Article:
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National Gallery Exhibition Marks Artist Kerry James Marshall's First D.C. Solo Show

Eve M. Ferguson | 8/28/2013, 3 p.m.
Plunge, 1992. Gerri and Mason Haupt.

When I lived in Miami Beach a decade ago, I would often sit on the shores and ponder how many of my ancestors’ bones lay on the bottom of the Atlantic Ocean. Artist Kerry James Marshall went beyond mere thought, and transformed his obsession with the Middle Passage into a body of artwork.

“In The Tower: Kerry James Marshall,” at the National Gallery of Art’s East Building, displays 10 of the artist’s large scale paintings and more than 20 works on paper – studies for the larger works – and fully illustrates the artist’s preoccupation with the Middle Passage, that portion of the Atlantic Slave Trade that brought captured Africans to the New World.

Inspired by the purchase of Marshall’s 1994 painting, Great America, the National Gallery of Art exhibit is the sixth in a series of installations in the airy Tower galleries, intended to showcase artistic developments since the midcentury. It also marks Marshall’s first solo exhibit in the Nation’s Capital.

Looking unassuming in a gray T-shirt and jeans, Marshall, who was born in Birmingham, Ala., in 1955, explained the rich imagery that permeates his colorful, large canvases. To many viewers, his works may appear as brightly hued amalgams of images, figures and symbols. But, as the Chicago resident explained, none are that simple.

“My work starts with the implications of the slave trade and how the things they came with became important,” Marshall said. He continued with a mini-history lesson as a primer to understanding his works, which usually include symbols both familiar and multifaceted. The recurring theme of water – the vehicle which brought Africans to this country, is omnipresent in several pieces.

“There are manifestations of African religious practices even in the United States,” Marshall noted. “Santeria and Candomblė are imbedded in Christianity. The pantheon of gods and deities mirror Greek mythology,” he said, as he alluded to the first painting in the exhibit Baptist (1992) depicting a black figure treading water in the ocean between Africa and North America. The painting introduces viewers to the lexicon of symbols Marshall inserts into his works, representing the complexities of the history of African Americans.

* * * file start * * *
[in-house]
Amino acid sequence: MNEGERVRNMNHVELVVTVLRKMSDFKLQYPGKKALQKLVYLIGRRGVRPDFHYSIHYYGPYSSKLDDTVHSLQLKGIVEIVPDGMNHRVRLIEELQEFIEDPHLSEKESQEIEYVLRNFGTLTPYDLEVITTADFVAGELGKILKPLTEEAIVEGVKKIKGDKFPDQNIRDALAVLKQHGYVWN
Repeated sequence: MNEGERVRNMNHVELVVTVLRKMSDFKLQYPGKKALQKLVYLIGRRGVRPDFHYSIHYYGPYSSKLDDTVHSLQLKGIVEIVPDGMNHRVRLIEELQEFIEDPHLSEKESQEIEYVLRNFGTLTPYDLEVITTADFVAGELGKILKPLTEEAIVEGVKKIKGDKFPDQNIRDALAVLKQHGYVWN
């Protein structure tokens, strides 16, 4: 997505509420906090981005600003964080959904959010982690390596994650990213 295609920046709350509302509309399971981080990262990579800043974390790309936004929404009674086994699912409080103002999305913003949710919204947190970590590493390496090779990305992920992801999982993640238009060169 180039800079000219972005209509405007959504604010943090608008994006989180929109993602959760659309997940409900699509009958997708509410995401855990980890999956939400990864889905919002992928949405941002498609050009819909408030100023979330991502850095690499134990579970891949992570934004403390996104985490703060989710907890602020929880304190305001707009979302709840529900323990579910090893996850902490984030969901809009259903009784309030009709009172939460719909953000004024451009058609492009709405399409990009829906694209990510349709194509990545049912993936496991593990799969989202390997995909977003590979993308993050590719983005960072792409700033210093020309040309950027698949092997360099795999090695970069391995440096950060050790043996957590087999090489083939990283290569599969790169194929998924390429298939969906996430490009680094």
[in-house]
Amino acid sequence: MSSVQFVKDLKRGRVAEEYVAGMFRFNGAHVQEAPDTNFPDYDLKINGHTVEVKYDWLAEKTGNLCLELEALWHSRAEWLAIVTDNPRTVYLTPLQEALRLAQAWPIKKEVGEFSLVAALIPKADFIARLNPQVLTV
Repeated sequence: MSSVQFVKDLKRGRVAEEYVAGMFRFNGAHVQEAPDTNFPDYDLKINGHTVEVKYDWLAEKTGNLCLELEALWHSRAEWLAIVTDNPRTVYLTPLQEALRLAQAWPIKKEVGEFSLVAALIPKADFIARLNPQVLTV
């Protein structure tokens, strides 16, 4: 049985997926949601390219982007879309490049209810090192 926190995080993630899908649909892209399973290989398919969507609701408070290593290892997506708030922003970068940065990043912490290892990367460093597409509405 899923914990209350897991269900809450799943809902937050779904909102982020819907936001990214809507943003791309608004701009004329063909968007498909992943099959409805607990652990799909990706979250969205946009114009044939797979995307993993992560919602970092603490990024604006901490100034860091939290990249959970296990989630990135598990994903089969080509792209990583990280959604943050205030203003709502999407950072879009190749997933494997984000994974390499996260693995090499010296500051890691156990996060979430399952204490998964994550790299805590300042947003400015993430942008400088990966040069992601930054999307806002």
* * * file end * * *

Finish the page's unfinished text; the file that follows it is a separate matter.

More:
A white flag with a red cross, repeated in several other paintings, can be seen on the surface as representing the Red Cross, a symbol of help globally. But, as Marshall points out, “The Red Cross is rescue and aid, but it is also a symbol of Eshu (a Yoruba deity) whose color is red and is represented by the crossroads.”

The red cross imagery appears again in Plunge (1992), where a woman appears to be taking a dive into a swimming pool, which is identified as the Atlantic Ocean. In the idyllic poolside setting with striped umbrellas, a white picket fence is marked “Private,” leaving the viewer to wonder whether the black female swimmer is being locked out. A toy boat floats in the water, topped with Haitian “Vévé” symbols, which allude to certain rituals and deities of Vodun.

Vévés appear again in Voyager (1994), where a female figure rides in a boat named “Wanderer.” In this work, the allusion to slavery is more overt. The Wanderer was the last documented slave ship to sail from the Congo, landing on Georgia’s Jekyll Island in 1858.